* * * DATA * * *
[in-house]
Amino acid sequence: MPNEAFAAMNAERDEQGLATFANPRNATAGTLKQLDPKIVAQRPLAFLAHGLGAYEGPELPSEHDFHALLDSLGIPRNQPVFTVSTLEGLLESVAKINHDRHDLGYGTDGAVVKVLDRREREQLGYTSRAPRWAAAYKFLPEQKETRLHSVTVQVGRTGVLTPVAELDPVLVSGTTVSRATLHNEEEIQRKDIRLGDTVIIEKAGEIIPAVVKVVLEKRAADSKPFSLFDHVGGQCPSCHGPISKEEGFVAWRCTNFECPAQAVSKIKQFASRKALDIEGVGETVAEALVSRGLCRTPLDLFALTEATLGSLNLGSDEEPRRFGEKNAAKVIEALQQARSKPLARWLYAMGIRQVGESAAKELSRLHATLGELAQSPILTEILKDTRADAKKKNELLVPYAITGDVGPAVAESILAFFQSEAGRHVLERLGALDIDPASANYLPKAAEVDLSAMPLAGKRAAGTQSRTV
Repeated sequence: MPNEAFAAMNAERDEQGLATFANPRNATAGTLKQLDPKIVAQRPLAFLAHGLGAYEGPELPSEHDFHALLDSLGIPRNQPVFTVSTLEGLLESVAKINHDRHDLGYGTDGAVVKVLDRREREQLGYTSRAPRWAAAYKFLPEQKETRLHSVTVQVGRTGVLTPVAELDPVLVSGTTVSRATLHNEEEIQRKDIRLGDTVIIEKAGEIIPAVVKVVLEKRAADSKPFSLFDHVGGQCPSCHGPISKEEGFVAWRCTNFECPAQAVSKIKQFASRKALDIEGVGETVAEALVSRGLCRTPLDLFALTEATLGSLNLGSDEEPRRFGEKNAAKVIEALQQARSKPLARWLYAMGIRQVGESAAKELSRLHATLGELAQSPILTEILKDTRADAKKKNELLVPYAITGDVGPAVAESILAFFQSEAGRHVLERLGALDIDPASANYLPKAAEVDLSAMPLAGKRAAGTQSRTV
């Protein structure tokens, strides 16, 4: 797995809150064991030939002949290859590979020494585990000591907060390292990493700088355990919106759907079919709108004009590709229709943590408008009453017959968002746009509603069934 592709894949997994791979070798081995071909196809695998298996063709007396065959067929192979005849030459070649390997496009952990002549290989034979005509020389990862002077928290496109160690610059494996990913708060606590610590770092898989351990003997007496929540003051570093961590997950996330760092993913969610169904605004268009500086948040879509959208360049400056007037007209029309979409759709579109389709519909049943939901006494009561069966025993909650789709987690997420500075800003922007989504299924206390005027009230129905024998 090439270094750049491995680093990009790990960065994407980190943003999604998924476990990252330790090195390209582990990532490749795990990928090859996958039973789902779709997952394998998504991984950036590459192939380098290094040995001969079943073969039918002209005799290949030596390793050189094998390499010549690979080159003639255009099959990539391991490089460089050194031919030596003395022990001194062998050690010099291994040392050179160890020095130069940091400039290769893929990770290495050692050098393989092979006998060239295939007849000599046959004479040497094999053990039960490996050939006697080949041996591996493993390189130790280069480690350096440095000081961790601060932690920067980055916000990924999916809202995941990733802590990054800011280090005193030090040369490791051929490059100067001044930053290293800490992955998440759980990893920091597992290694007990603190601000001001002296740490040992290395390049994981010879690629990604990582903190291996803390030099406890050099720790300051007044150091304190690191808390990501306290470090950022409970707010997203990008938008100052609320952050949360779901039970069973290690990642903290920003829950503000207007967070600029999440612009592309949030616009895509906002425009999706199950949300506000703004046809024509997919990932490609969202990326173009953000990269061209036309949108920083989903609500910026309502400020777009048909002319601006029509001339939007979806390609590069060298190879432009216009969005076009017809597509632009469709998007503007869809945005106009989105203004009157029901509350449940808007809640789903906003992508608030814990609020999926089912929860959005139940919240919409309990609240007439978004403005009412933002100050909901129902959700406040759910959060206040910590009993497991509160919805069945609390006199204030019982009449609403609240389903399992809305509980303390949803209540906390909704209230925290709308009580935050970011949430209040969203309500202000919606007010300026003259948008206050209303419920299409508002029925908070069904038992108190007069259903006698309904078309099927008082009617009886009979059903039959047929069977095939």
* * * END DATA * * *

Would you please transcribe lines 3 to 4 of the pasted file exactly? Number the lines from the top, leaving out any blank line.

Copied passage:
Repeated sequence: MPNEAFAAMNAERDEQGLATFANPRNATAGTLKQLDPKIVAQRPLAFLAHGLGAYEGPELPSEHDFHALLDSLGIPRNQPVFTVSTLEGLLESVAKINHDRHDLGYGTDGAVVKVLDRREREQLGYTSRAPRWAAAYKFLPEQKETRLHSVTVQVGRTGVLTPVAELDPVLVSGTTVSRATLHNEEEIQRKDIRLGDTVIIEKAGEIIPAVVKVVLEKRAADSKPFSLFDHVGGQCPSCHGPISKEEGFVAWRCTNFECPAQAVSKIKQFASRKALDIEGVGETVAEALVSRGLCRTPLDLFALTEATLGSLNLGSDEEPRRFGEKNAAKVIEALQQARSKPLARWLYAMGIRQVGESAAKELSRLHATLGELAQSPILTEILKDTRADAKKKNELLVPYAITGDVGPAVAESILAFFQSEAGRHVLERLGALDIDPASANYLPKAAEVDLSAMPLAGKRAAGTQSRTV
């Protein structure tokens, strides 16, 4: 797995809150064991030939002949290859590979020494585990000591907060390292990493700088355990919106759907079919709108004009590709229709943590408008009453017959968002746009509603069934 592709894949997994791979070798081995071909196809695998298996063709007396065959067929192979005849030459070649390997496009952990002549290989034979005509020389990862002077928290496109160690610059494996990913708060606590610590770092898989351990003997007496929540003051570093961590997950996330760092993913969610169904605004268009500086948040879509959208360049400056007037007209029309979409759709579109389709519909049943939901006494009561069966025993909650789709987690997420500075800003922007989504299924206390005027009230129905024998 090439270094750049491995680093990009790990960065994407980190943003999604998924476990990252330790090195390209582990990532490749795990990928090859996958039973789902779709997952394998998504991984950036590459192939380098290094040995001969079943073969039918002209005799290949030596390793050189094998390499010549690979080159003639255009099959990539391991490089460089050194031919030596003395022990001194062998050690010099291994040392050179160890020095130069940091400039290769893929990770290495050692050098393989092979006998060239295939007849000599046959004479040497094999053990039960490996050939006697080949041996591996493993390189130790280069480690350096440095000081961790601060932690920067980055916000990924999916809202995941990733802590990054800011280090005193030090040369490791051929490059100067001044930053290293800490992955998440759980990893920091597992290694007990603190601000001001002296740490040992290395390049994981010879690629990604990582903190291996803390030099406890050099720790300051007044150091304190690191808390990501306290470090950022409970707010997203990008938008100052609320952050949360779901039970069973290690990642903290920003829950503000207007967070600029999440612009592309949030616009895509906002425009999706199950949300506000703004046809024509997919990932490609969202990326173009953000990269061209036309949108920083989903609500910026309502400020777009048909002319601006029509001339939007979806390609590069060298190879432009216009969005076009017809597509632009469709998007503007869809945005106009989105203004009157029901509350449940808007809640789903906003992508608030814990609020999926089912929860959005139940919240919409309990609240007439978004403005009412933002100050909901129902959700406040759910959060206040910590009993497991509160919805069945609390006199204030019982009449609403609240389903399992809305509980303390949803209540906390909704209230925290709308009580935050970011949430209040969203309500202000919606007010300026003259948008206050209303419920299409508002029925908070069904038992108190007069259903006698309904078309099927008082009617009886009979059903039959047929069977095939």